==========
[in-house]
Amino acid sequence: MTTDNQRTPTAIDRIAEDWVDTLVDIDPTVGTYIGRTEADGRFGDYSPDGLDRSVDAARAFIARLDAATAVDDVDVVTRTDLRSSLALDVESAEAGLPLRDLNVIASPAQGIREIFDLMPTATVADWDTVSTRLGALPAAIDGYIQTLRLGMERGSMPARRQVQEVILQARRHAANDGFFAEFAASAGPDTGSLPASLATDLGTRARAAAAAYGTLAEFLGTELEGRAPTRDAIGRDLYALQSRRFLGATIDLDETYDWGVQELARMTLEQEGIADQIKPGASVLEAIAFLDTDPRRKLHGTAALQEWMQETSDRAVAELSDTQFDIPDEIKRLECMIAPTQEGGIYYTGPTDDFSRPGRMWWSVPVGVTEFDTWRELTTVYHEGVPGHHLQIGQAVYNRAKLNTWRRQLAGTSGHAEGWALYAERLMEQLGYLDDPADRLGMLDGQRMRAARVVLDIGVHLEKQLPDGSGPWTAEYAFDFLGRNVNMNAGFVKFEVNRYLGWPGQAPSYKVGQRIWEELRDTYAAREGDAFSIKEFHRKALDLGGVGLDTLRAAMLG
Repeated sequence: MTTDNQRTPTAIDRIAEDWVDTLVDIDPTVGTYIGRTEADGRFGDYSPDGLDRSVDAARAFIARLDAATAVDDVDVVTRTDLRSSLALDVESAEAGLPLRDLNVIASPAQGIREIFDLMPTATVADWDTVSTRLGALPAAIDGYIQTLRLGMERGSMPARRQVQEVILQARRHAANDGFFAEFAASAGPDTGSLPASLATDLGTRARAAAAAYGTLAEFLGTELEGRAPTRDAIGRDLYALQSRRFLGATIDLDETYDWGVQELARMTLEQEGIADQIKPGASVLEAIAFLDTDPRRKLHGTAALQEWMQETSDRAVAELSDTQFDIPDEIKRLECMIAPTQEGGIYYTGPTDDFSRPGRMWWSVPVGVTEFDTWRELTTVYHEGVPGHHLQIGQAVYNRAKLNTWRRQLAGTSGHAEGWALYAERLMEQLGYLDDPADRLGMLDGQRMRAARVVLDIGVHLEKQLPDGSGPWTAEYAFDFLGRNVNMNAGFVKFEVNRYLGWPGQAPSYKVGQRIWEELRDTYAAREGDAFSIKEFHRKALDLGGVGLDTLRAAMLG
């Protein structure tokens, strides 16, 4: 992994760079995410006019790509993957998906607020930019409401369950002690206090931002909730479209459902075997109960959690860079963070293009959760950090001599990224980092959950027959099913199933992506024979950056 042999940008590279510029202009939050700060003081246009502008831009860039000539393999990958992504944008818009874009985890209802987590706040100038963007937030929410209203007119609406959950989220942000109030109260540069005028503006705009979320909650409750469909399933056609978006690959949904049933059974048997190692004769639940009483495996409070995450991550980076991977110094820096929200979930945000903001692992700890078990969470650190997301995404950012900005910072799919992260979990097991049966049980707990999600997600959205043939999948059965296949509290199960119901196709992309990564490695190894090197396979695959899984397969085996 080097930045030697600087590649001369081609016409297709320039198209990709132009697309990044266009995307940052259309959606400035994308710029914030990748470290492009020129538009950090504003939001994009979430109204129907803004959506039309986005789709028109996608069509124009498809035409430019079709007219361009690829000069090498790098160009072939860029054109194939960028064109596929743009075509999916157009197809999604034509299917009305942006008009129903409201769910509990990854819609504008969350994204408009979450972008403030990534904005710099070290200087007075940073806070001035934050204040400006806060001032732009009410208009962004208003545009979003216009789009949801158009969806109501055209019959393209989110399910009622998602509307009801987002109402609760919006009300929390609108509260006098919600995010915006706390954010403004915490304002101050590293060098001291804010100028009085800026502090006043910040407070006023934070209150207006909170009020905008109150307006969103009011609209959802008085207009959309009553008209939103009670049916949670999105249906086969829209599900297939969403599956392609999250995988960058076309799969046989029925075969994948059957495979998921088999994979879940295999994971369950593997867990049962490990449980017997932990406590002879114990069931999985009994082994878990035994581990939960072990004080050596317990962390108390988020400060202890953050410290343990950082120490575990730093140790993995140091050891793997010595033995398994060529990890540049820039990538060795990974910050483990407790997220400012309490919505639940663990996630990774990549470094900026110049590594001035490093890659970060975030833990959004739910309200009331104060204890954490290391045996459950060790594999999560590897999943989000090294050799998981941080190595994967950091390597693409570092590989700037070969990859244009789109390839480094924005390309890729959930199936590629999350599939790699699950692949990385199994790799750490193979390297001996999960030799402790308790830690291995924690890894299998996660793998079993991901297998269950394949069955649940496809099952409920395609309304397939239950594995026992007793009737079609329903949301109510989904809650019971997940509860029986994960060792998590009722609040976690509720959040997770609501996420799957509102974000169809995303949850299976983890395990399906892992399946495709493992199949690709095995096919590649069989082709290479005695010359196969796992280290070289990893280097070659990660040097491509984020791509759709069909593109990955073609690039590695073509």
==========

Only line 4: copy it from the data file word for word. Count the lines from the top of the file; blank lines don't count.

């Protein structure tokens, strides 16, 4: 992994760079995410006019790509993957998906607020930019409401369950002690206090931002909730479209459902075997109960959690860079963070293009959760950090001599990224980092959950027959099913199933992506024979950056 042999940008590279510029202009939050700060003081246009502008831009860039000539393999990958992504944008818009874009985890209802987590706040100038963007937030929410209203007119609406959950989220942000109030109260540069005028503006705009979320909650409750469909399933056609978006690959949904049933059974048997190692004769639940009483495996409070995450991550980076991977110094820096929200979930945000903001692992700890078990969470650190997301995404950012900005910072799919992260979990097991049966049980707990999600997600959205043939999948059965296949509290199960119901196709992309990564490695190894090197396979695959899984397969085996 080097930045030697600087590649001369081609016409297709320039198209990709132009697309990044266009995307940052259309959606400035994308710029914030990748470290492009020129538009950090504003939001994009979430109204129907803004959506039309986005789709028109996608069509124009498809035409430019079709007219361009690829000069090498790098160009072939860029054109194939960028064109596929743009075509999916157009197809999604034509299917009305942006008009129903409201769910509990990854819609504008969350994204408009979450972008403030990534904005710099070290200087007075940073806070001035934050204040400006806060001032732009009410208009962004208003545009979003216009789009949801158009969806109501055209019959393209989110399910009622998602509307009801987002109402609760919006009300929390609108509260006098919600995010915006706390954010403004915490304002101050590293060098001291804010100028009085800026502090006043910040407070006023934070209150207006909170009020905008109150307006969103009011609209959802008085207009959309009553008209939103009670049916949670999105249906086969829209599900297939969403599956392609999250995988960058076309799969046989029925075969994948059957495979998921088999994979879940295999994971369950593997867990049962490990449980017997932990406590002879114990069931999985009994082994878990035994581990939960072990004080050596317990962390108390988020400060202890953050410290343990950082120490575990730093140790993995140091050891793997010595033995398994060529990890540049820039990538060795990974910050483990407790997220400012309490919505639940663990996630990774990549470094900026110049590594001035490093890659970060975030833990959004739910309200009331104060204890954490290391045996459950060790594999999560590897999943989000090294050799998981941080190595994967950091390597693409570092590989700037070969990859244009789109390839480094924005390309890729959930199936590629999350599939790699699950692949990385199994790799750490193979390297001996999960030799402790308790830690291995924690890894299998996660793998079993991901297998269950394949069955649940496809099952409920395609309304397939239950594995026992007793009737079609329903949301109510989904809650019971997940509860029986994960060792998590009722609040976690509720959040997770609501996420799957509102974000169809995303949850299976983890395990399906892992399946495709493992199949690709095995096919590649069989082709290479005695010359196969796992280290070289990893280097070659990660040097491509984020791509759709069909593109990955073609690039590695073509």